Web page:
World Malayalee Council Tribal Empowerment Project
World Malayalee Council has conducted survey and investigative studies on the lapses in the present educational system for the Tribal Children. The survey involved visa of the schools, interviews and analysis of the the situation of educational facilities and learning environment of Tribal Children at primary level in Wayanad and Attappadi.
As part of the probono initiative, we have visited some of the Tribal Schools in Wayanad to understand the situation of children and the condition in which they are studying. There are 184 Single Teacher schools made under the central government scheme “Sarva Shikha Abhiyan” in Kerala near to the tribal colonies. All the students from class one to Four are studying in one class under one teacher. The schools are made of bamboo walls and plastic roofing, are in a very old dilapidated condition. The teacher gets Rs. 10,000 as salary from government. Teachers have to travel five to eight kilometres through dense forest (Habitat of every tropical wild life species including elephants and tigers ] to reach the school every day. They have to cook and feed the children [And their parents too] attending the school. They even spend from their meagre salary to feed the children and for buying teaching materials. Only upto 4th standard/grade the basic education can be given at the school and for further education children have to go far away places to avail any hostels facility for their continued studies. Hence many children stop their studies at 4th standard and join the parents as child labour!
The single teacher schools do not have any building of prescribed standards not even a safe place to sit, One colony at Makyat has a small building without any infrastructure facility. Most of them are thatched with bamboo and plastic sheets drenching the students during monsoon season! Immediate attention to be given to build safe schools with infrastructure facility along with school materials, toys and to provide clothing and nutritious food along with medical support. If the children are allowed to continuein these schools for next rainy season there is every possibility that there will be casualties and death. You can see the bamboo sheds which are supposed to be their schools in the attached photographs.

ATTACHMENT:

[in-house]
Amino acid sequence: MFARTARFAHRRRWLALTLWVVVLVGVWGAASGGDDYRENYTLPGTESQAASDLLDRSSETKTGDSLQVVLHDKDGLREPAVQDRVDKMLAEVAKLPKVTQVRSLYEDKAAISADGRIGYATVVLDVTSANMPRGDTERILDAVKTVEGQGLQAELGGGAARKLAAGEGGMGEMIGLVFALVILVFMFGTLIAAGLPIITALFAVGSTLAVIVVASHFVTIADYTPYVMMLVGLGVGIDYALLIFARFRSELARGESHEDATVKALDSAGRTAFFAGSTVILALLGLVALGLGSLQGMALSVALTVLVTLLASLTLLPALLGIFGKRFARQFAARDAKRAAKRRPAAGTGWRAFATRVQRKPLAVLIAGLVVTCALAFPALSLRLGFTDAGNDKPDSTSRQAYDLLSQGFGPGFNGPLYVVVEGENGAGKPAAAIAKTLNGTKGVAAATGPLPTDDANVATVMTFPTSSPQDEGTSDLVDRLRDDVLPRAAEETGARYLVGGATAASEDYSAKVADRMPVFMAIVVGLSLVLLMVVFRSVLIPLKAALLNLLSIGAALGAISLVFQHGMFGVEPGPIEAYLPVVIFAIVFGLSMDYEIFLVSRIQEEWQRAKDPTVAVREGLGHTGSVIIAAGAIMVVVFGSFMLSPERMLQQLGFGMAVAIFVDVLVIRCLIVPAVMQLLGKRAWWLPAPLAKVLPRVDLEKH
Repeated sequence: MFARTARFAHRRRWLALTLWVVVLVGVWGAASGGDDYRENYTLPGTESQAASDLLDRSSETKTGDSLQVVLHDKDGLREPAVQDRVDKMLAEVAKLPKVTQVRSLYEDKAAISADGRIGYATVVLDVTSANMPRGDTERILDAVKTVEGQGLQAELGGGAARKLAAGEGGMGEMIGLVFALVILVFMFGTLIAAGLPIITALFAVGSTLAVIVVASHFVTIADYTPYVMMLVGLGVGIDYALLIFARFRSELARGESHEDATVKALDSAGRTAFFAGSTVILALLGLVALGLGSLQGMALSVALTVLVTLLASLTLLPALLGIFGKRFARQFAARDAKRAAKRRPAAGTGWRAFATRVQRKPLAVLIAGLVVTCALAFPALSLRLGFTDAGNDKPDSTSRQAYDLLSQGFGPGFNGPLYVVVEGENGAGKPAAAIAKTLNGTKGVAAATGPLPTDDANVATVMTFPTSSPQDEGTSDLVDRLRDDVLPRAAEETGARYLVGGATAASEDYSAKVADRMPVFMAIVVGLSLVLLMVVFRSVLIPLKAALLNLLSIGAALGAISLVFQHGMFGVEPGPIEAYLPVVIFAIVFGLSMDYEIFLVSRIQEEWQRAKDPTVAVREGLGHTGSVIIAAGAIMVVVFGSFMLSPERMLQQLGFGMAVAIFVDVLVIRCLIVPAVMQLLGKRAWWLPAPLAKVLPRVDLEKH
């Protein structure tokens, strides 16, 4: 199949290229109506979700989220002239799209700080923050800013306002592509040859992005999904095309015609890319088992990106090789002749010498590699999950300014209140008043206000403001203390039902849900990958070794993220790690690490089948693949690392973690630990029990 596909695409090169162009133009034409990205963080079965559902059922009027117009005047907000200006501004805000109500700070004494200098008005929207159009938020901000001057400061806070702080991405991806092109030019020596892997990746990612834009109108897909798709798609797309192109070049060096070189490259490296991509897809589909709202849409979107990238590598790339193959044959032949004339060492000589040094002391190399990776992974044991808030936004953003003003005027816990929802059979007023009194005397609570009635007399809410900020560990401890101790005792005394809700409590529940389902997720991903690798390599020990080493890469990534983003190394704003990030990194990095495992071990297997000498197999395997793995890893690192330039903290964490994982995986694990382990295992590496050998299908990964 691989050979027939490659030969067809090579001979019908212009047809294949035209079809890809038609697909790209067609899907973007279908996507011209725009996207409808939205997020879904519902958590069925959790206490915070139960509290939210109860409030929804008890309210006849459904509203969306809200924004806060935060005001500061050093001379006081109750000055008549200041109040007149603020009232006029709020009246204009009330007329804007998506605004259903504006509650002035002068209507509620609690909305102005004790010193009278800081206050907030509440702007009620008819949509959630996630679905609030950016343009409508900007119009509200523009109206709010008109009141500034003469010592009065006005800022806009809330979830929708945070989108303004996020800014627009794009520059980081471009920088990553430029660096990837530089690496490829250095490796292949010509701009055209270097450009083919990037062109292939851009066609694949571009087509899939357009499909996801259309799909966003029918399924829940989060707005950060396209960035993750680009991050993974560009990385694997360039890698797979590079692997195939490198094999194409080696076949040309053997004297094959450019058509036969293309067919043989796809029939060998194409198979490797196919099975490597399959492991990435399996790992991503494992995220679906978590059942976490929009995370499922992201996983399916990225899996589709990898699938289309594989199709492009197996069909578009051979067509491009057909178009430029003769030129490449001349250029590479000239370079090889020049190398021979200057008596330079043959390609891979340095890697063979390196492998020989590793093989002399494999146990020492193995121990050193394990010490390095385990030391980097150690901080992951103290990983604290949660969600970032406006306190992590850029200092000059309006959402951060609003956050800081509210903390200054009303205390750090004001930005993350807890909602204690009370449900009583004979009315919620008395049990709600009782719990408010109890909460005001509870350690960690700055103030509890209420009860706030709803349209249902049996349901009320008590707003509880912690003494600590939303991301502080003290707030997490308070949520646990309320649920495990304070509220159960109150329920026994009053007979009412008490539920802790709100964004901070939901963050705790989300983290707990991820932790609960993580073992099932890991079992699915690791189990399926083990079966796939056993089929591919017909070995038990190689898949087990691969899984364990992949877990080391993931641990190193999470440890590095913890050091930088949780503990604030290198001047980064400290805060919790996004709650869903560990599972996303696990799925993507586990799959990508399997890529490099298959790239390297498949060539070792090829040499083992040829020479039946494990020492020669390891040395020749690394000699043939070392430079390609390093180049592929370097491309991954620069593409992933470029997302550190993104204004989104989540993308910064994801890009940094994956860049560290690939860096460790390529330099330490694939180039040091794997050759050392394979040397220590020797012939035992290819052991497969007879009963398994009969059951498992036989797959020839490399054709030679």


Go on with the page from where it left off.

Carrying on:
Many children in the age group of 12 and 18 are wandering in the colonies with occasional jobs in the farms nearby. Some of them stopped studies at 4th grade due to no support for going to far away schools. No system to give vocational training for the youth. Such youth are/can easily be victims of drug pushers and antisocial elements who explore the opportunity of getting able bodied youth.
It appears that there is a nexus between the administration and the local land lords who want to keep the situation to remain as it is to ensure a source of cheap labour. There is an evident disparity between huge amount of funds pumped into the tribal welfare activities by the Govt every year, and the actual situation on the ground.
The Government should facilitate the provisions of right to education guaranteed under the Constitution and specially to the “disadvantaged group” as defined in Section 2 (d) of The Right Of Children To Free And Compulsory Education Act 2009 (RTE Act).
5.1 Under Section 7(1) of the RTE Act, the central Government and the State Government have concurrent responsibility of providing funds for carrying out the provisions of this Act.
5.2 Section 8 (c) (d) and (g) of the RTE Act mandates that a child belonging to “disadvantaged group” are not discriminated against and prevented from pursuing and completing elementary education on any ground, also prescribing infrastructure and quality as provided in the Schedule to the Act.
5.4 The special educational rights of the disadvantaged group are provided in the UN Declaration on the Rights of Indigenous Peoples. In Article 14, it states that “Indigenous peoples have the right to establish and control their educational systems and institutions providing education in their own languages, in a manner appropriate to their cultural methods of teaching and learning.”
5.3 Accordingly, the culture and knowledge of indigenous people should be included in the curricula for indigenous children and youth at all levels of education. For the indigenous children, there is no quality in an education system where everything is based on a culture other than that of theirs.
In spite of these injunctions of law, the right to education has not been realised for these indigenous peoples, and a critical education gap exists between indigenous peoples and the general population. There is daring disparities between the indigenous and the non-indigenous population in terms of educational access, retention, and achievement.
We are attaching copies of :
1.Few photographs of our visit to the Tribal Schools.
Adv. Cyriac Thomas, WMC Global VP[Admin], Bangalore
Alex Vilanilam Koshy, WMC Global advisory Board Member, Keralatt
Contact Tel Nos: 9995468682/9207399283
You may also look at the project website http://wmctribalproject.com for the same.